Table Table 2. Clinical, biochemical characteristics and dietary intake for male subjects depending on alcohol intake. Data are given as mean ± SD unless stated otherwise. * Adjusted for age, smoking habits and BMI; a Significantly different from corresponding value in no alcohol intake (p < 0.05); b Significantly different from corresponding values of all other groups (p < 0.05); c Significantly different from corresponding values of all other groups (adjusted p < 0.05).

Click here to display table

Table 2. Clinical, biochemical characteristics and dietary intake for male subjects depending on alcohol intake. Data are given as mean ± SD unless stated otherwise. * Adjusted for age, smoking habits and BMI; a Significantly different from corresponding value in no alcohol intake (p < 0.05); b Significantly different from corresponding values of all other groups (p < 0.05); c Significantly different from corresponding values of all other groups (adjusted p < 0.05).
CharacteristicsAlcohol Intake
NoLowModerateHigh
(n = 34)(n = 27)(n = 54)(n = 24)
Alcohol intake (g/day)0.0 ± 0.05.4 ± 2.719.9 ± 6.261.5 ± 43.0
Age (years)34.9 ± 14.541.7 ± 13.439.9 ± 15.045.2 ± 10.9 a
BMI (kg/m2)24.6 ± 3.423.8 ± 2.924.6 ± 3.625.4 ± 3.8
SBP (mmHg)127.4 ± 14.2122.1 ± 11.1124.4 ± 13.5126.4 ± 15.1
DBP (mmHg)83.0 ± 8.981.9 ± 9.280.5 ± 10.281.1 ± 12.6
Smoking (n, %)6 (17.6%)5 (18.5%)12 (22.2%)12 (50.0%) b
History of CAD (n, %)6 (17.6%)3 (11.1%)10 (18.5%)8 (33.3%)
History of T2DM (n, %)2 (5.9%)1 (3.7%)2 (3.7%)1 (4.2%)
Total cholesterol (mmol/L)5.08 ± 1.135.17 ± 1.115.33 ± 1.045.34 ± 0.83
LDL-C (mmol/L)3.27 ± 1.013.35 ± 1.093.47 ± 0.983.43 ± 0.84
HDL-C (mmol/L)1.20 ± 0.291.20 ± 0.371.24 ± 0.321.27 ± 0.27
Apolipoprotein B (g/L)0.89 ± 0.220.99 ± 0.290.99 ± 0.221.02 ± 0.26
Apolipoprotein A–I (g/L)1.34 ± 0.241.34 ± 0.231.27 ± 0.191.38 ± 0.22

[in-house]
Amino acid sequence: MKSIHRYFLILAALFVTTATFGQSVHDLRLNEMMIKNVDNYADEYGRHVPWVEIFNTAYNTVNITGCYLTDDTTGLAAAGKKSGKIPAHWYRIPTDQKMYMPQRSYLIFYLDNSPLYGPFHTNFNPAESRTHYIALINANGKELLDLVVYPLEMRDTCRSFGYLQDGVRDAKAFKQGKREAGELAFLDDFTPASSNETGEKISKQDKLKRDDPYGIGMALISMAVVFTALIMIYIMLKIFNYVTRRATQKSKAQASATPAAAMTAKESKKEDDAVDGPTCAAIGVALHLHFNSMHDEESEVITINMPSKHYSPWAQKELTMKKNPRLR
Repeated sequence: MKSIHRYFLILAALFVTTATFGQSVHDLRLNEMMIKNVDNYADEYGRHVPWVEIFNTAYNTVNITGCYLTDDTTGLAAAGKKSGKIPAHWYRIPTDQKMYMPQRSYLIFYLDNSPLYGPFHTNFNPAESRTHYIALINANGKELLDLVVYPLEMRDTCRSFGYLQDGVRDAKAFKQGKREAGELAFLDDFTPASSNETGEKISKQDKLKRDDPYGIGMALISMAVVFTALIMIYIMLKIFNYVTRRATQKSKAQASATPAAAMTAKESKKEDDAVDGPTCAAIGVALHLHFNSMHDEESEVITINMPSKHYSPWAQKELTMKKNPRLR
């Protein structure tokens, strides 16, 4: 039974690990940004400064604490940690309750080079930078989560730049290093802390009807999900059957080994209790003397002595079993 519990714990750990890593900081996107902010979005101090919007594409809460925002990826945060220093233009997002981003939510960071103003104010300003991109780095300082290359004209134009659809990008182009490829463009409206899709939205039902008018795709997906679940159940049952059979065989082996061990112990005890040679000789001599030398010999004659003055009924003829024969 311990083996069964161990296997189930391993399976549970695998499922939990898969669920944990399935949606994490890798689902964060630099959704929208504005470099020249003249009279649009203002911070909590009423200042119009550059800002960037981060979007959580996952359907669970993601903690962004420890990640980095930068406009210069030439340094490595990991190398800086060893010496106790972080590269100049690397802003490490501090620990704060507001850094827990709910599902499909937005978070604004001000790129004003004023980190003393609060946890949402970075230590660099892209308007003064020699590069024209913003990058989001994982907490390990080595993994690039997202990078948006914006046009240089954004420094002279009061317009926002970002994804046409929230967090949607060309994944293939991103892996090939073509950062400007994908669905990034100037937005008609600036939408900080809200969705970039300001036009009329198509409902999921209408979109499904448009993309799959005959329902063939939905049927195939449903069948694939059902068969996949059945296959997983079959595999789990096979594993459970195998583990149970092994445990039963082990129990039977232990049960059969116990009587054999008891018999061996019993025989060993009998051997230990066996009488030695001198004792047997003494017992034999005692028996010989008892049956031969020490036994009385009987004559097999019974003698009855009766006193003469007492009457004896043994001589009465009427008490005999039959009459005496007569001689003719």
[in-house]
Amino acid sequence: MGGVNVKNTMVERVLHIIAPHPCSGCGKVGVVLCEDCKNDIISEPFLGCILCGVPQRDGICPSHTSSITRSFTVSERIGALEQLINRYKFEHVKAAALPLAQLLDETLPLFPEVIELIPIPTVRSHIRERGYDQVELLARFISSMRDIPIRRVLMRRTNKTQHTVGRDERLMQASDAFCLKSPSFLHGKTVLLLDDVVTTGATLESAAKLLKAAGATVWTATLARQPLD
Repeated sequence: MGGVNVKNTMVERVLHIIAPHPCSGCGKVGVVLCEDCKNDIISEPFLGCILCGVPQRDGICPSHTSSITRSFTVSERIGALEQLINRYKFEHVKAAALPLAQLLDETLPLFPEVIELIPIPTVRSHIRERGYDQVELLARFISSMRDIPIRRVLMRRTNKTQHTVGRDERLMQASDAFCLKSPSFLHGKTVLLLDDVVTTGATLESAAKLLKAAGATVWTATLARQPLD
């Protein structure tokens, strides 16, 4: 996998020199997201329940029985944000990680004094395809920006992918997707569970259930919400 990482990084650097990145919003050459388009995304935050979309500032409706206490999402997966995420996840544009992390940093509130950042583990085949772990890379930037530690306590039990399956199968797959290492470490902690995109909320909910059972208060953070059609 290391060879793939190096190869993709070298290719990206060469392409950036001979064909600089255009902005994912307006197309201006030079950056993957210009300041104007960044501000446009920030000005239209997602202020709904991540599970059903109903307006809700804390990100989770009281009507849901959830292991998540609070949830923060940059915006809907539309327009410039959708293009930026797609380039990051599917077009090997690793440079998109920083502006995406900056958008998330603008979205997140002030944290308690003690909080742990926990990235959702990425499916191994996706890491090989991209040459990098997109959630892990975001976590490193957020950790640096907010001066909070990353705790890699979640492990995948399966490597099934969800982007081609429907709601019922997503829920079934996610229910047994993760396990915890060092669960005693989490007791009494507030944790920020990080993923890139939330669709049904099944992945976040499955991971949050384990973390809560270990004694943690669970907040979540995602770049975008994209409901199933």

Plasma triglycerides (mmol/L)1.32 ± 0.781.32 ± 0.751.38 ± 0.661.38 ± 1.04
Fasting plasma glucose (mmol/L)5.17 ± 0.605.29 ± 0935.43 ± 1.955.32 ± 0.69
Fasting plasma insulin (UI/L)8.47 ± 3.899.20 ± 6.078.25 ± 41810.65 ± 11.59
Dietary carbohydrates intake (g/day)278.48 ± 81.68282.26 ± 58.33273.60 ± 78.79265.15 ± 68.05
Dietary fat intake (g/day)86.95 ± 28.3793.00 ± 24.9387.48 ± 26.6789.98 ± 20.95
Dietary MUFA intake (g/day)32.96 ± 13.2236.80 ± 10.7733.90 ± 11.3935.07 ± 8.93
Dietary PUFA intake (g/day)13.61 ± 5.6615.72 ± 4.6713.68 ± 5.2115.47 ± 4.48
Dietary saturated fat intake (g/day)32.59 ± 10.7234.02 ± 9.1332.48 ± 10.3632.66 ± 8.02
Energyintake (kcal/day)2301.30 ± 586.352402.38 ± 481.402405.81 ± 608.942651.58 ± 599.32
∆cTG-AUC (mmol·h/L)6.8 ± 7.02.8 ± 7.36.5 ± 5.67.4 ± 6.3
∆cTG-AUC (mmol·h/L) adjusted *7.1 ± 1.83.1 ± 1.9 c6.5 ± 1.87.3 ± 2.2

BMI = body mass index; SBP = systolic blood pressure; DBP = diastolic blood pressure; CAD = coronary artery disease; T2DM = type 2 diabetes mellitus; LDL-C = low density lipoprotein cholesterol; HDL-C = high density lipoprotein cholesterol; MUFA = Mono-unsaturated fatty acids; PUFA = Poly-unsaturated fatty acids; ∆cTG-AUC = incremental area under the curve for daytime capillary triglycerides.

Nutrients 05 05114 g001 1024
Figure 1. Diurnal capillary triglyceride patterns according to alcohol intake. Data are shown as mean ± SEM. ** Significant differences in cTG for a specific time-point (p for trend <0.001).

Click here to enlarge figure

Figure 1. Diurnal capillary triglyceride patterns according to alcohol intake. Data are shown as mean ± SEM. ** Significant differences in cTG for a specific time-point (p for trend <0.001).
Nutrients 05 05114 g001 1024

4. Discussion

Our study suggests that low alcohol intake is associated with a decrease in diurnal triglyceridemia in males after adjustment for age, BMI and smoking. Our results are in line with a recent meta-analysis and other studies on alcohol consumption, suggesting that small to moderate alcohol consumption is associated with slightly lowered plasma TG [7,8]. A recent study described that three to twenty alcoholic drinks per week were associated with lower plasma TG compared to subjects who did not drink or those who consumed >20 alcoholic drinks per week [8]. A similar trend was observed in the Danish general population who participated in the Copenhagen City Heart Study [30]. The probability value for a U-shape was significant in women (p = 0.006), but not in men (p = 0.23), although men showed a similar trend [9]. The association between low alcohol intake and a decrease in diurnal triglyceridemia may be due to genetic interactions with alcohol intake or the type of alcoholic beverages consumed, but this needs further investigation [6].